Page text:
To obtain an M1, M2 or M3 approval of a vehicle, the entire vehicle as a whole should meet a series of EU directives, Regulation and testing requirements.
So for example, to achieve approval of a seat in a vehicle, the seat must not only be tested as an individual unit, but also as a complete full system installed in the vehicle which you intend to fit the seats into.
M1 vehicles : Vehicles for the carriage of passengers comprising no more than 8 seats in addition to the driver.
M2 vehicles : Vehicles for the carriage of passengers comprising more than 8 seats in addition to the driver’s seat and having a maximum mass not exceeding 5 tonnes.
M3 vehicles : Vehicles for the carriage of passengers comprising more than 8 seats in addition to the driver’s seat and having a maximum mass exceeding 5 tonnes.
Depending on the category and purpose of vehicle and alongside the type of NMI product determines the testing required.
For M1 seating the following is a brief description of the most essential tests which need to be performed.
There is a criterion for the seat geometry for optimum safety which is based on a benchmark called the “H-point”. This is the hip flexion point for an average person and is determined by a test doll, which is placed in the seat and physically measured up. The directives have rules as to how the test should be performed in relation to the H-point
In order to ensure proper operation of the belt system, the anchoring points has to be able to keep the defined tensile stress, which has the same efficiency as if replicated in an accident. The upper shoulder belt and lower pelvic belt on a 3-point belt is secured with a traction device. A traction machine loads the seat with 1350 kg on each belt section, while the seat is exposed to a static load of 20 x weight of the seat in the lower anchorage points. NMI seat systems is loaded with a total of approx. 3.5 ton, and must be able to keep the load 0.2 sec. without breaking, to be approved.
For the seat belt, which of course is the primary occupant’s safety device in an accident, a more stringent extensive test requirement has been developed. Not only the functionality of a belt is part of the test, it now includes other criteria such as the tension for speed, angle, and the acceleration, this is all conducted by cycle tests. In addition to a dynamic and static tensile test, the behavior of all functions need to be tested also in temperature variations, water and resistance to dust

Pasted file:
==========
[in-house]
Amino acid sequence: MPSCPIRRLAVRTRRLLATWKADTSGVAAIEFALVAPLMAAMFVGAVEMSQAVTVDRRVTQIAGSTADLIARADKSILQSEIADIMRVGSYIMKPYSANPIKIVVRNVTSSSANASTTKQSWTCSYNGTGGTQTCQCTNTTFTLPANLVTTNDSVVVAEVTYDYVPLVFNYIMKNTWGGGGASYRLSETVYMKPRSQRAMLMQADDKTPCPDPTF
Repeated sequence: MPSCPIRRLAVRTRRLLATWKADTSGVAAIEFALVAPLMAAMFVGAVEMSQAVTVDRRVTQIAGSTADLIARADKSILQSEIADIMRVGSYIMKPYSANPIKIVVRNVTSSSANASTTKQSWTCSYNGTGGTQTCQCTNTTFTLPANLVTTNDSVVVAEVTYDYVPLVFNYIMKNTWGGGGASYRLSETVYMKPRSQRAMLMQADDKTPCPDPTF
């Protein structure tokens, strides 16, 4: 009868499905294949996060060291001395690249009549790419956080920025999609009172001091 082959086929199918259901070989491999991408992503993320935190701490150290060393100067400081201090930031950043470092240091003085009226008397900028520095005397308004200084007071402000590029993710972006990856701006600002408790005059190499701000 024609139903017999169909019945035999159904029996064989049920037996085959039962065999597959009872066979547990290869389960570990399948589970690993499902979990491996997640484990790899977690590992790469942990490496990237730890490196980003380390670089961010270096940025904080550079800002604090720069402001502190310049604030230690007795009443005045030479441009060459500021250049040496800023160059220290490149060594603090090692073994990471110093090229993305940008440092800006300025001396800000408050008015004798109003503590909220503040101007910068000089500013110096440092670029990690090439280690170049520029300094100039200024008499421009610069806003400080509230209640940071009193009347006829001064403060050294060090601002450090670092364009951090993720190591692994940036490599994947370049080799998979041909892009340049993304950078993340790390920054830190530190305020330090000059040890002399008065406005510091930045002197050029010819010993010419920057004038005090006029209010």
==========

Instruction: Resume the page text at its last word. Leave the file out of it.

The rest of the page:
During this test, mainly seatback and the headrest is tested.
The seat is fixed in a test rig which replicates the shape of a person; the device is then forced into the seat back with a force of 53 Nm
The same test is repeated with a dummy head, so that the neck support and the back are loaded at the same time.
This is to replicate the inertia of a persons body and head slamming into the back of the seat
One of the main tests is the Dynamic sled test. The seat must be tested front and rear facing and must withstand a force of 20G. Sled tests now include two loose blocks impacting the rear of the seats to simulate loose luggage or boxes hitting the seat during a crash.
The headrest unit is tested in a worst case scenario where the head restraint’s ability to absorb energy upon impact is weakest. This is achieved with a measuring instrument that has a dummy head hitting the headrest, respectively from the front and back with a force which corresponds to a torque of 37.5 Nm.
For wheelchair securement requirements are laid out in ISO 10542